5. I already sent you that ages ago: I can sometimes come across as impatient. Sometimes, I forget we are all human and make errors. Because, of course, I’m perfect and never do. *wink wink* I’ve tried to be sure when dealing with email messages to not use, “I sent that ages ago,” “I know I sent that, didn’t you get it,” and other more obvious verbal displays of irritation. I know of one email provider that has regular problems with the delivery of emails sent by its users. I’m sure there are others out there with the same or similar problems. EMail performance isn’t absolute. I have sent emails (I know I clicked ‘send’, not ‘save’) only to find the email still in my draft folder later on. What I try to remember to do now, is send the info again when I believe the content wasn’t received by the recipient and GENTLY mention it was sent previously. I try to capture the date, time, etc in the copy / paste.
6. Know your email client: Have you ever replied to an email that was sent to someone else, only because you were bcc’d on that message? If your email arrives and your email address isn’t included in the to-line, then it’s either a bcc or a cc. Refer to this excellent articles for clarification of those abbreviations: Composing Professional Emails. Usually a cc serves as a notification to the person addressed therein, and, when they select “reply to all” all cc’s are included with the primary recipient. BCC allows one the option to reply to the sender solely and noone else is the wiser that you were included in the original message. A bcc is used primarily to keep someone in the loop who isn’t critical to the ongoing convo. It has a few more Machiavellian applications as well. Be sure you know how to tell what was done with the message you received. Was it sent to you or was it forwarded to you? But, then, there’s the aviso that all email clients have similarities and differences. I have a preference for GMail having once been a dissenter. I’ve actually canx other email accts only to forward that email to a GMail account.
7. But did it really send: I usually check the sent folder after sending email to be sure the tags are selected and that the correct level of priority is selected. Sometimes I omit this step only to find I should have done something differently. Also, before I advise someone I sent them a message “already”, I check the out (sent) box to be sure I can indeed locate the very message I said I sent. For all the convenience EMail and by extension texting allows, it doesn’t alleviate the need to follow up as one would if you had mailed a letter the old fashioned way.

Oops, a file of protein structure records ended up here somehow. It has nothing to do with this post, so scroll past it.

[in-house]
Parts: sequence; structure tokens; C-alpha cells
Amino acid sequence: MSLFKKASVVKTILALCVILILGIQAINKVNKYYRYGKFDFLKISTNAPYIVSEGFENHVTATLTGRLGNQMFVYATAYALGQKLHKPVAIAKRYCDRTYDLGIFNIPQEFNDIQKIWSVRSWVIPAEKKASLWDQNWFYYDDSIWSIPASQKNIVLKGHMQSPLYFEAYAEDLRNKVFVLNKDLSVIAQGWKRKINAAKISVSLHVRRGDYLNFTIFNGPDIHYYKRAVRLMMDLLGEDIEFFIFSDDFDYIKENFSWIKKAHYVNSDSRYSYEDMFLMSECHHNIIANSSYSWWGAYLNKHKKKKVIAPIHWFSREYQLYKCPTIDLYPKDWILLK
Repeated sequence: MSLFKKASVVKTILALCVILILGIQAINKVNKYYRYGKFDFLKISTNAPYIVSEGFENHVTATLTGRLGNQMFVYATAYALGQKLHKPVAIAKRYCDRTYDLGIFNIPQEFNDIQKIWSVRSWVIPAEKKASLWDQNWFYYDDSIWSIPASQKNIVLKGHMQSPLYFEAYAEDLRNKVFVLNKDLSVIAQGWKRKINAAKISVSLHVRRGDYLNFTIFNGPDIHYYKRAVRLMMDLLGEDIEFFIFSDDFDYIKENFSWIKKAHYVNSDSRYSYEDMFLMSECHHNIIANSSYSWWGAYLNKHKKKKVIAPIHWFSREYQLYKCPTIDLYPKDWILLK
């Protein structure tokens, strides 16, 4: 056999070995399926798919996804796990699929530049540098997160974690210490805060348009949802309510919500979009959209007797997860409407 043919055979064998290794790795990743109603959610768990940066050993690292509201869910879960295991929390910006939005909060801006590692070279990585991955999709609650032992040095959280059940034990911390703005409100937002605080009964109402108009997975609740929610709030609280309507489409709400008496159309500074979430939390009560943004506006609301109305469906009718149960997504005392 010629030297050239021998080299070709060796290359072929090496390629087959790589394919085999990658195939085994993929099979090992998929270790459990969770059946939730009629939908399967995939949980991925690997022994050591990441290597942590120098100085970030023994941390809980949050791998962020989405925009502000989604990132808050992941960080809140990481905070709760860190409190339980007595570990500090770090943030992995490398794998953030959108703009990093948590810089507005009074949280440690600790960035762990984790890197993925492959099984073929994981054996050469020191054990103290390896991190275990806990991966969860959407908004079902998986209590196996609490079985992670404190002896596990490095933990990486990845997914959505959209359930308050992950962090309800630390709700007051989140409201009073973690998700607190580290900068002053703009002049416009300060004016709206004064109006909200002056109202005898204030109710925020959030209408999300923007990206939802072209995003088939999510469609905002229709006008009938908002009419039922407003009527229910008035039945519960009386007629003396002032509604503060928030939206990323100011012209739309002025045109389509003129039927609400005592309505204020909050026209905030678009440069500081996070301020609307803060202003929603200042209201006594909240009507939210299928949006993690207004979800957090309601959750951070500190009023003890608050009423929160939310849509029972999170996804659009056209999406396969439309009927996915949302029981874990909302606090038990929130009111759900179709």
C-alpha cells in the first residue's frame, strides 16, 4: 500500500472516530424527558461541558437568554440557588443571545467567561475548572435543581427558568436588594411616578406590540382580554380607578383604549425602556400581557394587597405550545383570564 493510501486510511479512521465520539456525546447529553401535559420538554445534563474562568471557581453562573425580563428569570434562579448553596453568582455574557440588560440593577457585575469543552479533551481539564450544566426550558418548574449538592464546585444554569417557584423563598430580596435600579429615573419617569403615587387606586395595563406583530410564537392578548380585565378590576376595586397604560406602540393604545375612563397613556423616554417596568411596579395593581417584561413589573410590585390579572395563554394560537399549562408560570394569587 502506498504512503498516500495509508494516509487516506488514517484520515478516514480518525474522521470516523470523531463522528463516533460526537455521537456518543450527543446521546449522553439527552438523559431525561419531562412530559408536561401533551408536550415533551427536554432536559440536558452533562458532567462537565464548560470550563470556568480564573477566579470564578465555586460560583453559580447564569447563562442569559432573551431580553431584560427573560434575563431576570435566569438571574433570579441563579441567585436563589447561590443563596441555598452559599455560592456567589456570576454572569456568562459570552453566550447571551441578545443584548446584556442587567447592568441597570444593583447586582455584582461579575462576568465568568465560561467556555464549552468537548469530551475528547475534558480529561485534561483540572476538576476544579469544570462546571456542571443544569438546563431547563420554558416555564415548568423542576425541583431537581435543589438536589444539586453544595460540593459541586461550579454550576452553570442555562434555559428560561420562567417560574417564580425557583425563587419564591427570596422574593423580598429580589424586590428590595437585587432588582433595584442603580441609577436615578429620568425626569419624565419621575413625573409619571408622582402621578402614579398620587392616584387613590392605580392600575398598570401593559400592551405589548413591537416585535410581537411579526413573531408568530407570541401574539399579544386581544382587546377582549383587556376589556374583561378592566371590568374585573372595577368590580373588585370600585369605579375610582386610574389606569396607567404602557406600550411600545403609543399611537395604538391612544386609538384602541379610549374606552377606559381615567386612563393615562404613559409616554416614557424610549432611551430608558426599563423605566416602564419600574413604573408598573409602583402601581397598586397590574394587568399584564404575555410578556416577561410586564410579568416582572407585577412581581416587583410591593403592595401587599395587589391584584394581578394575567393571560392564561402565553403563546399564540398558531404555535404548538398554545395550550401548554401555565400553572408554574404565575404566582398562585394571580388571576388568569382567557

8. Politesse: One thing electronic correspondence does that wasn’t possible years ago, is permit the efficient (more so anyway) management of communication when one is on the go. Nowadays, everyone is on the go. That accounts for why no matter where you turn, people on street corners, drivers in their cars, employees on the job, police officers in their unit vehicles, etc, are often seen with their cell phones between their faces and the arena on which they should be focused. Anyway, that aside. For business purposes, it’s important to go overboard (within reason) by including polite elements and courtesies in your convos. Of course, no one would ever accuse me of falling short in this area. Yeah, right!
I hope the forgoing doesn’t sound as though I don’t infringe on the very guidelines I provided. How do you think I came up with them? Some things I’m better at than others, but I’m always trying to improve. sometimes I’m just plain ole lazy and break the rules intentionally. I’ve worked for multi-national companies for which email is a standard means of business communication and seen these very caveats transgressed in interoffice messages.
Email: A Great Place for a One-Track Mind
Complimentary Closes That Aren’t
Business Writing: EMail
Ten Tips on How to Write a Professional Email
How to Write a Business Email
Composing Professional Emails
Etiquette Rules for Writing Business Emails
Email Writing Tips
In work as Grinelda Markowitz:
The Training (The Kalaydan Chronicles: Book II)
Johnny B. Goode
Mother’s Milk [working title]
A Ghostly Tale, or Two
Ailbhe and Ciarra
I Thought You Were Dead [working title]
From left to right: Arrinay, Gayadnae, Bezhyanya and Grayt.
From the Kalaydan Chronicles: Book I ~ The Moon-kissed Chi
~~~~~~~~~~~~~~~~ Thanks For Visiting ~~~~~~~~~~~~~~~~